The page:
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Exposure to Air Pollution during pregnancy may curb Fetal Growth

April 12, 2009

Exposure to air pollution during early and late pregnancy may curb the normal growth of the developing fetus, suggests research published ahead of print in the Journal of Epidemiology and Community Health. Pollutants from traffic may be particularly important, the research suggests.

The authors base their findings on singleton births between 1999 and 2003 in the state of New Jersey, USA.

During this period, 492,678 singleton babies were born in New Jersey. After excluding preterm births, and those with incomplete data, almost 336,000 births were included in the analysis.

The researchers used information from birth certificates and hospital discharge records, including the mother's ethnicity, marital status, educational attainment, tobacco use during pregnancy, start of prenatal care, and residence at the time of the birth.

Daily readings of air pollution from monitoring points around the state of New Jersey were retrieved from the US Environmental Protection Agency.

Data from the monitoring point within 10 km (6 miles) of the mothers' homes were used to calculate levels of exposure to average air pollution during each of the three trimesters of the pregnancy, to estimate the associated risk of fetal growth restriction.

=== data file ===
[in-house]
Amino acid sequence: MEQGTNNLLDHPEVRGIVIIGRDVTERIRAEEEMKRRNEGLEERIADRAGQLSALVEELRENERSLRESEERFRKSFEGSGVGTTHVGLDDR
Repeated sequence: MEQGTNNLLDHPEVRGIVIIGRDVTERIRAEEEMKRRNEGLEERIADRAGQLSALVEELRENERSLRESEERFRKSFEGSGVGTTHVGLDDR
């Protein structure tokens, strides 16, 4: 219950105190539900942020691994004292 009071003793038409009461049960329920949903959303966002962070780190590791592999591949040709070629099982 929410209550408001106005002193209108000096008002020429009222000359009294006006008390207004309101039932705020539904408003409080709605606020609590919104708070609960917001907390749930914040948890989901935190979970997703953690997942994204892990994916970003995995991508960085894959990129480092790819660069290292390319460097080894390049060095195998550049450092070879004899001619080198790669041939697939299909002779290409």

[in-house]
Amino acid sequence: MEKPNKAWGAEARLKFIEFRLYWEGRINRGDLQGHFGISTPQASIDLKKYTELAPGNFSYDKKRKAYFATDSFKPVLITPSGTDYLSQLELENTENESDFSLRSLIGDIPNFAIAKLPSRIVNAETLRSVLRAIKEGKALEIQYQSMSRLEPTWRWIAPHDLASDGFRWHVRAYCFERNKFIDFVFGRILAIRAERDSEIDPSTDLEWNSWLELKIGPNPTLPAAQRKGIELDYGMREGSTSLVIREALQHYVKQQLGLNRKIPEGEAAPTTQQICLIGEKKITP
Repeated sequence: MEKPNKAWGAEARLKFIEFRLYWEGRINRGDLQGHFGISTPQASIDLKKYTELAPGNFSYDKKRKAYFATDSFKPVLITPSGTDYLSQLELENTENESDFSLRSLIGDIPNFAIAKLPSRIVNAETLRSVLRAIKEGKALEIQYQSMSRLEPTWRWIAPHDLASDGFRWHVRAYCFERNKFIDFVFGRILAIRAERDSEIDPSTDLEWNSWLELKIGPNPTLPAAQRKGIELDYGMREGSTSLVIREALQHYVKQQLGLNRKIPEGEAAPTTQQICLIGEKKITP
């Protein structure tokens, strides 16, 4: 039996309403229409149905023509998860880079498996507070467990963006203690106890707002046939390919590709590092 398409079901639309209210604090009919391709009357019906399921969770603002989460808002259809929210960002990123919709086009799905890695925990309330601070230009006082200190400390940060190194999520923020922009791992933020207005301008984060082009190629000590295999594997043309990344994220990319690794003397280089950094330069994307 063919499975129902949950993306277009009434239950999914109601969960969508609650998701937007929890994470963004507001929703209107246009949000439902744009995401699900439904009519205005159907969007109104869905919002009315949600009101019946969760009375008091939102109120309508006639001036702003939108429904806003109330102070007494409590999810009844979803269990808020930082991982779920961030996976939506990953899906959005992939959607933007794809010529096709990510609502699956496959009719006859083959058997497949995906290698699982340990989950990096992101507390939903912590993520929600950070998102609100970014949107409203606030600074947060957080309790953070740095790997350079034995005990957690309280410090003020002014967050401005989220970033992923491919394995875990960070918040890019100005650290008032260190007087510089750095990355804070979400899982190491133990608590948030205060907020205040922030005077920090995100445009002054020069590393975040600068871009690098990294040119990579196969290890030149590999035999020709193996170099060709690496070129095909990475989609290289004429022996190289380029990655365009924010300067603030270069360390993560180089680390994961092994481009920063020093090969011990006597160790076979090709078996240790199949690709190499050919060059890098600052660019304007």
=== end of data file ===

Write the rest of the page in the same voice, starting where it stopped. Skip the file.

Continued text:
They also looked at whether mothers with certain complications of pregnancy were more likely to have restricted baby growth following increases in air pollution late in pregnancy, compared to mothers without these complications.

Mothers of small, and very small birth weight babies were more likely to be younger, less well educated, of African-American ethnicity, smokers, poorer, and single parents than mothers with normal birth weight babies.

But levels of ambient air pollutants were linked to restricted fetal growth, even after taking account of these risk factors.

The risk of a small birth weight baby rose significantly with each increase in particulate matter of 4 ug/m3 during the first and third trimesters of pregnancy.

Similarly, the risk of a very small birth weight baby rose significantly with each 10 parts per billion increase in nitrogen dioxide, suggesting that restricted fetal growth may be linked to traffic pollution or living close to a major road.

Exposure to particulate matter in late pregnancy was also associated with a two to fivefold greater risk of restricted fetal growth among mothers with separation of the placenta before birth and premature rupture of the membrane than in mothers without these complications.

The authors point out that exactly how air pollution might restrict fetal growth is not clear, and its effects may differ between early and late pregnancy and between women with complicated and uncomplicated pregnancies.

But previous research suggests that air pollution might alter cell activity, or cut the amount of oxygen and nutrients a baby receives while in the womb.

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